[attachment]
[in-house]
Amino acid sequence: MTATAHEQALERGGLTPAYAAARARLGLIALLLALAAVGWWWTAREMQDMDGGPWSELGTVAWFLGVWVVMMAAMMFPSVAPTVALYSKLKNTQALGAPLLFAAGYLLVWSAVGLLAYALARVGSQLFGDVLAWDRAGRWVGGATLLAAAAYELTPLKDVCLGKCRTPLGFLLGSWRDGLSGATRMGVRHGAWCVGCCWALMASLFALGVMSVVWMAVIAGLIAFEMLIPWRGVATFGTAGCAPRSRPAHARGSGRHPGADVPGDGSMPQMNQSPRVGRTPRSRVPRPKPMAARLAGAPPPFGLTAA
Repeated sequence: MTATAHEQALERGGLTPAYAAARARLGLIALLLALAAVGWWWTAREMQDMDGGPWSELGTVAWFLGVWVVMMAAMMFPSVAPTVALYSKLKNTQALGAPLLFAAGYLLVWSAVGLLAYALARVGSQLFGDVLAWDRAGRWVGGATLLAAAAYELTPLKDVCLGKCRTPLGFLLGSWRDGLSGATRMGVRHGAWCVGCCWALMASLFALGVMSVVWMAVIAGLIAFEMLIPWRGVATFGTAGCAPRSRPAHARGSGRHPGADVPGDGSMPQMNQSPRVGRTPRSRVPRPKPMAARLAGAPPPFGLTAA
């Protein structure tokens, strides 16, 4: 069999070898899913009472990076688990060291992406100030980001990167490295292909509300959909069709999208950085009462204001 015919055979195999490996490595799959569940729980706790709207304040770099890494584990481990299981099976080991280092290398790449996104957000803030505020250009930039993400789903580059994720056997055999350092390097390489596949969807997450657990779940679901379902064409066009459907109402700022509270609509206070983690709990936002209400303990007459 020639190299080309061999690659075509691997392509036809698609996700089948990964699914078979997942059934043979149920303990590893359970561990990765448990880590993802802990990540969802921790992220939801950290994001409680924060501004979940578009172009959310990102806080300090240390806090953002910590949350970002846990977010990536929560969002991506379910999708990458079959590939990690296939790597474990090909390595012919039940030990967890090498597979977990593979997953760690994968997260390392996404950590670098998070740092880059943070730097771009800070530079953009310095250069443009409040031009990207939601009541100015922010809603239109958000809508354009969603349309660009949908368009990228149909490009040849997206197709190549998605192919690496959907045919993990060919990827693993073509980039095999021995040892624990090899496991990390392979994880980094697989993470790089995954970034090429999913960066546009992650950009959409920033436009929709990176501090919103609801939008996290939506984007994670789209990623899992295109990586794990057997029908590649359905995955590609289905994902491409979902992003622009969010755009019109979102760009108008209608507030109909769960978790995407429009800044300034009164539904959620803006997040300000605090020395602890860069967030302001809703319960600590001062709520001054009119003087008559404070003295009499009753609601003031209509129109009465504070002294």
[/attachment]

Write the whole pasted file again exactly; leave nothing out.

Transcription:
[in-house]
Amino acid sequence: MTATAHEQALERGGLTPAYAAARARLGLIALLLALAAVGWWWTAREMQDMDGGPWSELGTVAWFLGVWVVMMAAMMFPSVAPTVALYSKLKNTQALGAPLLFAAGYLLVWSAVGLLAYALARVGSQLFGDVLAWDRAGRWVGGATLLAAAAYELTPLKDVCLGKCRTPLGFLLGSWRDGLSGATRMGVRHGAWCVGCCWALMASLFALGVMSVVWMAVIAGLIAFEMLIPWRGVATFGTAGCAPRSRPAHARGSGRHPGADVPGDGSMPQMNQSPRVGRTPRSRVPRPKPMAARLAGAPPPFGLTAA
Repeated sequence: MTATAHEQALERGGLTPAYAAARARLGLIALLLALAAVGWWWTAREMQDMDGGPWSELGTVAWFLGVWVVMMAAMMFPSVAPTVALYSKLKNTQALGAPLLFAAGYLLVWSAVGLLAYALARVGSQLFGDVLAWDRAGRWVGGATLLAAAAYELTPLKDVCLGKCRTPLGFLLGSWRDGLSGATRMGVRHGAWCVGCCWALMASLFALGVMSVVWMAVIAGLIAFEMLIPWRGVATFGTAGCAPRSRPAHARGSGRHPGADVPGDGSMPQMNQSPRVGRTPRSRVPRPKPMAARLAGAPPPFGLTAA
């Protein structure tokens, strides 16, 4: 069999070898899913009472990076688990060291992406100030980001990167490295292909509300959909069709999208950085009462204001 015919055979195999490996490595799959569940729980706790709207304040770099890494584990481990299981099976080991280092290398790449996104957000803030505020250009930039993400789903580059994720056997055999350092390097390489596949969807997450657990779940679901379902064409066009459907109402700022509270609509206070983690709990936002209400303990007459 020639190299080309061999690659075509691997392509036809698609996700089948990964699914078979997942059934043979149920303990590893359970561990990765448990880590993802802990990540969802921790992220939801950290994001409680924060501004979940578009172009959310990102806080300090240390806090953002910590949350970002846990977010990536929560969002991506379910999708990458079959590939990690296939790597474990090909390595012919039940030990967890090498597979977990593979997953760690994968997260390392996404950590670098998070740092880059943070730097771009800070530079953009310095250069443009409040031009990207939601009541100015922010809603239109958000809508354009969603349309660009949908368009990228149909490009040849997206197709190549998605192919690496959907045919993990060919990827693993073509980039095999021995040892624990090899496991990390392979994880980094697989993470790089995954970034090429999913960066546009992650950009959409920033436009929709990176501090919103609801939008996290939506984007994670789209990623899992295109990586794990057997029908590649359905995955590609289905994902491409979902992003622009969010755009019109979102760009108008209608507030109909769960978790995407429009800044300034009164539904959620803006997040300000605090020395602890860069967030302001809703319960600590001062709520001054009119003087008559404070003295009499009753609601003031209509129109009465504070002294």